November 6, 2018

The Shared Services Management Model

At 25 years old, we tend to think we know everything in the universe. While our younger selves might have been mistaken, TCG’s 25 years of supporting multiple federal shared services have certainly taught us a thing or two. The Shared Services Management Model (SSMM) is our way of delivering these lessons to new customers and challenges.

Historically, the lack of working capital funds (WCF) has inhibited multi-year capital investments and contracting. Agencies have responded by minimizing attention on the broadly-felt benefits of shared services in favor of delivery on the core mission — an understandable and important consideration! But this is changing. The Technology Modernization Fund (TMF), urgents needs in broad modernization of Federal IT, and budget realities have turned attention back to sharing capabilities rather than building duplicative and redundant services.

Of course, any agency can claim to provide a shared service by simply having another agency use their system or resources. But, while many shared services have begun this way, a true shared service adopts the needs of others as it’s own — the service’s mission is to serve other agencies. Helping other agencies is not a by-product of the work, it is the whole purpose of the effort.

This demands coherent strategic planning and resources for activities that are non-traditional in government. The SSMM shows how they are successfully integrated in the federal government context.

But what is a “federal shared service?” Some believe that “shared services” are synonymous with enterprise-wide capabilities such as financial management, human resource management, and payroll. This is a narrow view, and ignores the enormous potential for sharing that exists elsewhere, across the government.

In our view, a federal shared service is a set of tools, processes, data, and resources focused on the delivery of specific outcomes or capabilities. They are designed and operated by one federal agency and utilized by other federal agencies and (in some cases) non-federal partners, e.g. state and local governments, and international governments.

Today, government understands that there are hundreds of shared responsibilities, data sets, and capabilities that, if consolidated and shared, can save millions in taxpayer dollars, massively accelerate the mission, and harden the security posture of the government as a whole. These include functions like data collection exercises, emergency preparedness, property inspections, ethics disclosures, and budgeting.

Why are shared services key to the future of government? A few key reasons are clear:

  • Centralization of common processes, data, and associated tools builds excellence in one place from which all can benefit.
  • Diminishing resources for capital investments mean agencies must pool investments to yield sufficient outcomes to meet the mission.
  • Sharing of data and information across agencies improves mission effectiveness, and has critical impacts for purposes such as national security.
  • Citizens and government staff demand (and deserve) higher-quality customer service that can only be obtained through shared services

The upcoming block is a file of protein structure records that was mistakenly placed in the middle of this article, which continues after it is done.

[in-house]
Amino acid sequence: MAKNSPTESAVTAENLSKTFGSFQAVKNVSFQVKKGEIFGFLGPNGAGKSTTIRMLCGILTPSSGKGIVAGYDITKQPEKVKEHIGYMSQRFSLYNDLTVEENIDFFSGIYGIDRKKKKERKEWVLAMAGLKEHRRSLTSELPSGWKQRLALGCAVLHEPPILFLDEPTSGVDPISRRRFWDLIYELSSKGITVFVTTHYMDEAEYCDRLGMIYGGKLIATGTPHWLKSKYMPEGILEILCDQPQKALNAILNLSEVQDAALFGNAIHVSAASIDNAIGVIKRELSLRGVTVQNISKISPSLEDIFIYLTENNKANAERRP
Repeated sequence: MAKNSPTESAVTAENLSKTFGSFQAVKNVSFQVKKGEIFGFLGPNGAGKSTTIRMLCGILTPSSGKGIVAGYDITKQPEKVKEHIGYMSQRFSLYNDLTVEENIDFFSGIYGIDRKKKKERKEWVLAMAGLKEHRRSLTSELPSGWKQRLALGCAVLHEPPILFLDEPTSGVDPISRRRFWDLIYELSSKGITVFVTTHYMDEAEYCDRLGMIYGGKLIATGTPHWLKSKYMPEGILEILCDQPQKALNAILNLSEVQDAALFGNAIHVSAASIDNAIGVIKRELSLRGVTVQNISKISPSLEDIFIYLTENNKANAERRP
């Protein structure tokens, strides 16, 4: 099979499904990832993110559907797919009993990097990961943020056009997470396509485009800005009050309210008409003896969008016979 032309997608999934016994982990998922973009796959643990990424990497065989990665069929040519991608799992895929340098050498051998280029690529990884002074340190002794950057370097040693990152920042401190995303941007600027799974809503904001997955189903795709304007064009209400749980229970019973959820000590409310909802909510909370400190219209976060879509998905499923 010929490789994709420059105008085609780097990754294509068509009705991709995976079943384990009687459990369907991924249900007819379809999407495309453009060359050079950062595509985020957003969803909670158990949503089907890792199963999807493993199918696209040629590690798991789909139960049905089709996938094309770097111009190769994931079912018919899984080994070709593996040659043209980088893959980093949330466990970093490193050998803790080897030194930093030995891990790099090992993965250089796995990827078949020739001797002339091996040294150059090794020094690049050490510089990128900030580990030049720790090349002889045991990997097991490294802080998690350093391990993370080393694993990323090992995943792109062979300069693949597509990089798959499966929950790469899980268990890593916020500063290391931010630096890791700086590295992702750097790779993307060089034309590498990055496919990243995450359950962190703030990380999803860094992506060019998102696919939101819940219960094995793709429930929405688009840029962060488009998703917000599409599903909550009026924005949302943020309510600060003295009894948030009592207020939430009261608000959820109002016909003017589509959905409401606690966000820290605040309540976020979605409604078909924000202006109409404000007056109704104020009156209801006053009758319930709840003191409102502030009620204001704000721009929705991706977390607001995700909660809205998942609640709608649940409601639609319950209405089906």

Diagram of the SSMM guides agencies through the shared service resource development process and the activities that need to take place during program strategy, planning, project mobilization, oversight and monitoring, security, operations, and improvement phases of implementation.

The SSMM provides a framework for agencies to think about and manage these capabilities for their own shared services. The SSMM guides agencies through the shared service resource development process and the activities that need to take place during program strategy, planning, project mobilization, oversight and monitoring, security, operations, and improvement phases. It is derived from TCG’s 25+ years of experience in building and operating federal shared services such as MAX.gov, BFEM.gov, Integrity.gov, NITRC.org, and iEdison.gov. SSMM simplifies the governance of shared services so government executives can address their production, operation, and utilization confidently. The key components of the Shared Services Management Model are:

Shared Services Outreach

  • Lead Management
  • Customer Discovery
  • On-Boarding New Work
  • OnGoing Customer Contact Surveys Feedback
  • Planning Logistics Improving
  • Branding Marketing Campaign Events

Management Support

  • Program Management Office (PMO)
  • Information Assurance
  • Shared Services Partner Engagement
  • Technology Architecture & Expertise
  • Resource Management
  • Contracts Administration
  • Quality Assurance

Technical Support

  • Product Integration
  • Agile Development
  • Partnership with Domain Experts

Shared Services Governance Lifecycle

  • Program Strategy
  • Planning
  • Project Mobilization
  • Oversight and Monitoring
  • Security
  • Operational Excellence
  • Continuous Improvement

In the next few weeks, we will publish more details about each component of the SSMM, and dig into how agencies can use the model to define, design, operate, and maintain successful federal shared services.

In the meantime, read more about shared service that your agency can utilize today.